Which one you select probably will depend on "how much room" is available to you.

Be aware that older Proto2000 engines are susceptible to a few problems that may need to be corrected before they will run well.

Cracked gears -- the gears on the axles between the wheels can crack. When this happens the engine will "click" or stall. You can buy fully-assembled replacement wheelsets -- they're not pricey.

Old, hardened grease -- the original grease in the gear cases hardens to the consistency and appearance of "peanut butter". It needs to be all cleaned out (I use 91% isopropyl alcohol), then new plastic-compatible oil applied.

It seems intimidating to do this job at first, with lots of small parts, and it WILL take some time. Find yourself a workspace. Use a small dish and a toothbrush to clean the driveline parts, then let them dry out.

You may have to remove the connecting wires (sometimes you can manage to get the trucks apart without doing this.

Yes, it's some work to get these re-conditioned, but the results will be worth it.
All the old Proto2000 engines I've bought are good runners. The oldest -- GP7 and GP9, are some of my best.
 

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Discussion Starter #8 (Edited)
Regarding my Loco Fleet... Most of what I have bought was USED. And many of them are from first edition runs of schemes I found unique. Many 1980's Athearn Blue Box F7s. Some older Athearn Blue Box PA-1's. Life Like Proto 2000 E7 and E8/9.

Then I have my newer stuff. Such as Athearn Roundhouse DC Southern Pacific F7's. Genisis DCC w/Sound F7s, Walthers SW1. And the UP 4141 President Bush.

I must say, I finally got the DCC setup last weekend (which is why I didn't respond to anyone), and I fell in love with the Athearn Genisis DCC w/LokSound Southern Pacific F7 Black Widow scheme trains. Those are so cool. Now I have to try to get sound in more of my older stuff with out destroying them. A new thread on this will come soon.

Regarding soldering... I know that is part of the hobby. And Soldering track is something I am not worried about. But I do have medical issues which make fine soldering hard, and as such I will always be willing to pay someone to do what I dont feel I can do with out ruining.

Compound that concern of not being able to feel comfortable with fine soldering with having some rare trains such as the original Athearn Spirit of 76 HO as well as the newer Southern Pacific 3197 Spirit of 76 or the original SP 1984 Olympics loco, and it makes it worth my while to pay someone vs trying to replace which may not exist. The great deal I did or did not get wont matter if I can not find it again.

Meanwhile my newer F7 units and such which I have bought that are DC only and not DCC Ready (I have a few), I will work on those. And if they become dummy's, then so be it.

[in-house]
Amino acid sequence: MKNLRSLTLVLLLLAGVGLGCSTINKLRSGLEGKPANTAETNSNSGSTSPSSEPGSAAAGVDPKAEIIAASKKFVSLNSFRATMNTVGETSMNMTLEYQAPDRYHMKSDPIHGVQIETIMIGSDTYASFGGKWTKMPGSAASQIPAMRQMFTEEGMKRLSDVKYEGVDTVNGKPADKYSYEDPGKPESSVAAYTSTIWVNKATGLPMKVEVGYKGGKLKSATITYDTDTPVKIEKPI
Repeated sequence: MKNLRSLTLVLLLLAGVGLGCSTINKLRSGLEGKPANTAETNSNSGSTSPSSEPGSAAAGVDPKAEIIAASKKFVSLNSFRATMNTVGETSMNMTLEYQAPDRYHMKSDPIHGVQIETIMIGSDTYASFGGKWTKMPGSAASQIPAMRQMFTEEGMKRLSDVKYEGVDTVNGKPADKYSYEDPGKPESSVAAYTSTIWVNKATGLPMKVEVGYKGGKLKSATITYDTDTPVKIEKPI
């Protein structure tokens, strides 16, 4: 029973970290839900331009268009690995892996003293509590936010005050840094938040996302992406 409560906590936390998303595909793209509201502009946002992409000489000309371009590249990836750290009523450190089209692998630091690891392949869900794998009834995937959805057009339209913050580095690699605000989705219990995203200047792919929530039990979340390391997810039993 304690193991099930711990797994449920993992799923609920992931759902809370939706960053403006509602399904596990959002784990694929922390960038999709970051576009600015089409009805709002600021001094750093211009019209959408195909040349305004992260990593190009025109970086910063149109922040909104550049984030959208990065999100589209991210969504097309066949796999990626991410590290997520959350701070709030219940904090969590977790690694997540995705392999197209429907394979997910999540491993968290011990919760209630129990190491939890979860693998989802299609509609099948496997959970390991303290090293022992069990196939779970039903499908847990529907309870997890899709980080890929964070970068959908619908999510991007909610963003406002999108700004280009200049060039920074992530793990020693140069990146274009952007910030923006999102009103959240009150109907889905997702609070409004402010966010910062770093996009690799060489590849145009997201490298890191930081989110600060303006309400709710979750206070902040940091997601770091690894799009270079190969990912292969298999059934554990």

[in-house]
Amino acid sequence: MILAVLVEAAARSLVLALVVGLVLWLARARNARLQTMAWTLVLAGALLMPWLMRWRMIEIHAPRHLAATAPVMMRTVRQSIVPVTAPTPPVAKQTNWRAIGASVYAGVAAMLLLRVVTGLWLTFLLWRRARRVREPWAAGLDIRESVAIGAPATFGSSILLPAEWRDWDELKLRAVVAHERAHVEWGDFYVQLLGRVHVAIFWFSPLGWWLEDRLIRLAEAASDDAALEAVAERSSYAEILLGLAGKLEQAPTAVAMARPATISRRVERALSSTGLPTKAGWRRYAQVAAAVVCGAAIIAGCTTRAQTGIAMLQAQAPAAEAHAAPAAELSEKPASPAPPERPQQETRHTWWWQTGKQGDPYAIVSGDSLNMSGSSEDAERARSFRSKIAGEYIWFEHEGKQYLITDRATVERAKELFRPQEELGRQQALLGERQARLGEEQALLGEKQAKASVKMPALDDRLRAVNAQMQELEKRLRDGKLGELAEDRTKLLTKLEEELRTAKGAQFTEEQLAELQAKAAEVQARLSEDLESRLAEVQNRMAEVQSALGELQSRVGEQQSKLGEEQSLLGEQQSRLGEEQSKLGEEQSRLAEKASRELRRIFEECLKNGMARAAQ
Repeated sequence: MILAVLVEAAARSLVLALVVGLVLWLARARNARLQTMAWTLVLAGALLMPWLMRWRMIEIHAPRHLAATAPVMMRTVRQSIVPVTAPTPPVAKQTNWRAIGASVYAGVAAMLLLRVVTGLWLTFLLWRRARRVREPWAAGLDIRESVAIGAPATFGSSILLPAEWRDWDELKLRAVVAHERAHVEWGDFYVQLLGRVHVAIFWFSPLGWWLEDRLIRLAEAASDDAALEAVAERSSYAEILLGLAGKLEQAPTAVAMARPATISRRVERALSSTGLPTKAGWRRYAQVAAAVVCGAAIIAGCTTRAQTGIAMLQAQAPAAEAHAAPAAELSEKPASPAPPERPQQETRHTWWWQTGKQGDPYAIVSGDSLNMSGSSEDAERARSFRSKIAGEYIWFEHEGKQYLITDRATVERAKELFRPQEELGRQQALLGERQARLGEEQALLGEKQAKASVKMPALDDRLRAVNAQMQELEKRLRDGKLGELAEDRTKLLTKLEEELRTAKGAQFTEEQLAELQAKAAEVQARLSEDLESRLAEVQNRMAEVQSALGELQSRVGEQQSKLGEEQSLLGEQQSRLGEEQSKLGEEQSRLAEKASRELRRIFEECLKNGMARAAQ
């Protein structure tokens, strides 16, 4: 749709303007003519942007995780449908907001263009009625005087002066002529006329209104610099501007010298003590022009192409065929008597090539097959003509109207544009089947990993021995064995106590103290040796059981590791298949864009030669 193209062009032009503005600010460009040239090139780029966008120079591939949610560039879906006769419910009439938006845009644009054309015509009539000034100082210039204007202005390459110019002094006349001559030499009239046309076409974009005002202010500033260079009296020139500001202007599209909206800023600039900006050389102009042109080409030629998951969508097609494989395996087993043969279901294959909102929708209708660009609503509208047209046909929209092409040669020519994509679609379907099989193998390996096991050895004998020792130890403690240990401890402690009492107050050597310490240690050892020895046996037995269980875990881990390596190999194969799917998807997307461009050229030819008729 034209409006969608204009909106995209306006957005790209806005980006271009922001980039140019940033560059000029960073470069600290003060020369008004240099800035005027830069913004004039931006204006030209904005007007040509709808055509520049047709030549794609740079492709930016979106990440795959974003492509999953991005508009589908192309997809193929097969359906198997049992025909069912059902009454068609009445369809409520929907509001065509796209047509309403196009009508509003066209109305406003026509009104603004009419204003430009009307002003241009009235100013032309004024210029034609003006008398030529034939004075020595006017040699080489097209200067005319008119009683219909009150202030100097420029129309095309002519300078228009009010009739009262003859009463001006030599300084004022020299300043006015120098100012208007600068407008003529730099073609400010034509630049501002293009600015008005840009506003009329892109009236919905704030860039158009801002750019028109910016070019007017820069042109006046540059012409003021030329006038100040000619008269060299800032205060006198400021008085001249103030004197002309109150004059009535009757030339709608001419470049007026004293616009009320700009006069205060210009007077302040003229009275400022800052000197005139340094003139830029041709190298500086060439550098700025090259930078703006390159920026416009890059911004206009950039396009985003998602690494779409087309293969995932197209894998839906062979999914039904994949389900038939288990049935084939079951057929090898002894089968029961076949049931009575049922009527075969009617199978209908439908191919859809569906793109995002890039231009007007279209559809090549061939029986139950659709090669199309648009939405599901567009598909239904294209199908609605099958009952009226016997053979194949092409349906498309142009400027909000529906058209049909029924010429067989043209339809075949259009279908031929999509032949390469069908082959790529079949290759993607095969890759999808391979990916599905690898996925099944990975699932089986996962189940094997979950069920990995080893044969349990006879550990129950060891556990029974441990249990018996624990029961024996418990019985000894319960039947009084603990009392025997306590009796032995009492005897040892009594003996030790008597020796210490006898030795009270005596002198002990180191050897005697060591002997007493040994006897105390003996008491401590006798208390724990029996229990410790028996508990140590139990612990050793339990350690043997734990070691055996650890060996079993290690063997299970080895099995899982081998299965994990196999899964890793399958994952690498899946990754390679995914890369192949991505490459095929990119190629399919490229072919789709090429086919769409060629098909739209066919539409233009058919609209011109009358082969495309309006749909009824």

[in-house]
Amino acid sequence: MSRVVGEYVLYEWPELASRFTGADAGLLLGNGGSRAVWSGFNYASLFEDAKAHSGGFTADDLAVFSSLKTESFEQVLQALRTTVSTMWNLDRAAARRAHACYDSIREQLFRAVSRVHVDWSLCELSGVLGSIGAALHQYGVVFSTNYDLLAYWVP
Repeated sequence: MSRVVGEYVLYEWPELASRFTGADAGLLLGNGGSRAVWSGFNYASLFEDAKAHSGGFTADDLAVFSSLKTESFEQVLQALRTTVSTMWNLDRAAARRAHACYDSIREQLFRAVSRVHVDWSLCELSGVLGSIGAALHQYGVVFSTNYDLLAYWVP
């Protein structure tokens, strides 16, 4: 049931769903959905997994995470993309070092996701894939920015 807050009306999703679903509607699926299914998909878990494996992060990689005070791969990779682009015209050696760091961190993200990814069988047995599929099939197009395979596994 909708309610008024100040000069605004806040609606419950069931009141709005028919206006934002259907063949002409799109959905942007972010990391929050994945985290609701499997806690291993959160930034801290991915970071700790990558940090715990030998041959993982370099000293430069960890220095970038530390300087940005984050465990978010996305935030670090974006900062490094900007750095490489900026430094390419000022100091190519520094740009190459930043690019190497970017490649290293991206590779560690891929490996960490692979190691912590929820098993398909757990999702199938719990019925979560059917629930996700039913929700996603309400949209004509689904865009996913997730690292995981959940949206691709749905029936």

Regarding the original topic of this thread, I will get pictures of the boards on the back of the Proto 2000 loco's, they are about the size of my thumb, and have pins facing down. If at all possible, I want to make use of the default board and not have to cut and solder.
 

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Discussion Starter #9
Here are pictures of the electronic board at the end of the E7
Notice what looks like NMRA 8 pin on the bottom side.

now I need to sort out what I can run on this loco.

The images are upside down :-(

20191209_195211.jpg

20191209_195101.jpg

20191209_195042.jpg

20191209_195035.jpg
 

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OP:

Referring to the picture you posted (see below), the red arrow is pointing to (what looks like to me) the "8-pin connector" that you remove and replace with a decoder.

connector.jpg
 

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Discussion Starter #13
OP:

Referring to the picture you posted (see below), the red arrow is pointing to (what looks like to me) the "8-pin connector" that you remove and replace with a decoder.

View attachment 517896
Thats what I was guessing as well. I found another board on Ebay I am going to try and buy so I can get my E9 set up as well.

My intention is to go LokSound. Really was impressed with the ability to Start and Stop the Engine with the same function key.
 

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Discussion Starter #14
Are there any recommendations on Sound Decoders? I have 2 different so far, and I really like the LokSound with the Function Key to start and stop the engine.

What are the recommendations? Ideally which can use the 8pin based on what we are looking at on these loco's.